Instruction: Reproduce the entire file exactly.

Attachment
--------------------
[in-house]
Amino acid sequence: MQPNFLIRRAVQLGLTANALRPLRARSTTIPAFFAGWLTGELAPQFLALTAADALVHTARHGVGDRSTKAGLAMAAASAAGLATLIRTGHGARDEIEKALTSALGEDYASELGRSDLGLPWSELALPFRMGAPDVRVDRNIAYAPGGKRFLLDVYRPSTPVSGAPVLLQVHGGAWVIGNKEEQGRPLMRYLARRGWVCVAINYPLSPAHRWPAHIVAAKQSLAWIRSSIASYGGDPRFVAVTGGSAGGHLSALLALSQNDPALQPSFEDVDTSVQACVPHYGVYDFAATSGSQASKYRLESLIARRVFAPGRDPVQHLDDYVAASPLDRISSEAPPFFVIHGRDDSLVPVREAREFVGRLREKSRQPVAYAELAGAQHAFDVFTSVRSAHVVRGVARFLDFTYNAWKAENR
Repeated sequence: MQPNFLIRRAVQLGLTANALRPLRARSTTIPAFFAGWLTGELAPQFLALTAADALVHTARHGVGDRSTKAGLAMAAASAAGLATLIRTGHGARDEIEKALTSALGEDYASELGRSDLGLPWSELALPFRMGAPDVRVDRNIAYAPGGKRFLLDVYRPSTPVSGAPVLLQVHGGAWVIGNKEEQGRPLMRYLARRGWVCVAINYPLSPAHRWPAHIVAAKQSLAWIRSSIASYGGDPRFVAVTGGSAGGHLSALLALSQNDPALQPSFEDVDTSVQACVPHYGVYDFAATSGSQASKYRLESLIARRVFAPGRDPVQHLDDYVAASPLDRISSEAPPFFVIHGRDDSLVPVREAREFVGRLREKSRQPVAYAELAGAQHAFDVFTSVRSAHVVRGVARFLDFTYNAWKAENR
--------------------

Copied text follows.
[in-house]
Amino acid sequence: MQPNFLIRRAVQLGLTANALRPLRARSTTIPAFFAGWLTGELAPQFLALTAADALVHTARHGVGDRSTKAGLAMAAASAAGLATLIRTGHGARDEIEKALTSALGEDYASELGRSDLGLPWSELALPFRMGAPDVRVDRNIAYAPGGKRFLLDVYRPSTPVSGAPVLLQVHGGAWVIGNKEEQGRPLMRYLARRGWVCVAINYPLSPAHRWPAHIVAAKQSLAWIRSSIASYGGDPRFVAVTGGSAGGHLSALLALSQNDPALQPSFEDVDTSVQACVPHYGVYDFAATSGSQASKYRLESLIARRVFAPGRDPVQHLDDYVAASPLDRISSEAPPFFVIHGRDDSLVPVREAREFVGRLREKSRQPVAYAELAGAQHAFDVFTSVRSAHVVRGVARFLDFTYNAWKAENR
Repeated sequence: MQPNFLIRRAVQLGLTANALRPLRARSTTIPAFFAGWLTGELAPQFLALTAADALVHTARHGVGDRSTKAGLAMAAASAAGLATLIRTGHGARDEIEKALTSALGEDYASELGRSDLGLPWSELALPFRMGAPDVRVDRNIAYAPGGKRFLLDVYRPSTPVSGAPVLLQVHGGAWVIGNKEEQGRPLMRYLARRGWVCVAINYPLSPAHRWPAHIVAAKQSLAWIRSSIASYGGDPRFVAVTGGSAGGHLSALLALSQNDPALQPSFEDVDTSVQACVPHYGVYDFAATSGSQASKYRLESLIARRVFAPGRDPVQHLDDYVAASPLDRISSEAPPFFVIHGRDDSLVPVREAREFVGRLREKSRQPVAYAELAGAQHAFDVFTSVRSAHVVRGVARFLDFTYNAWKAENR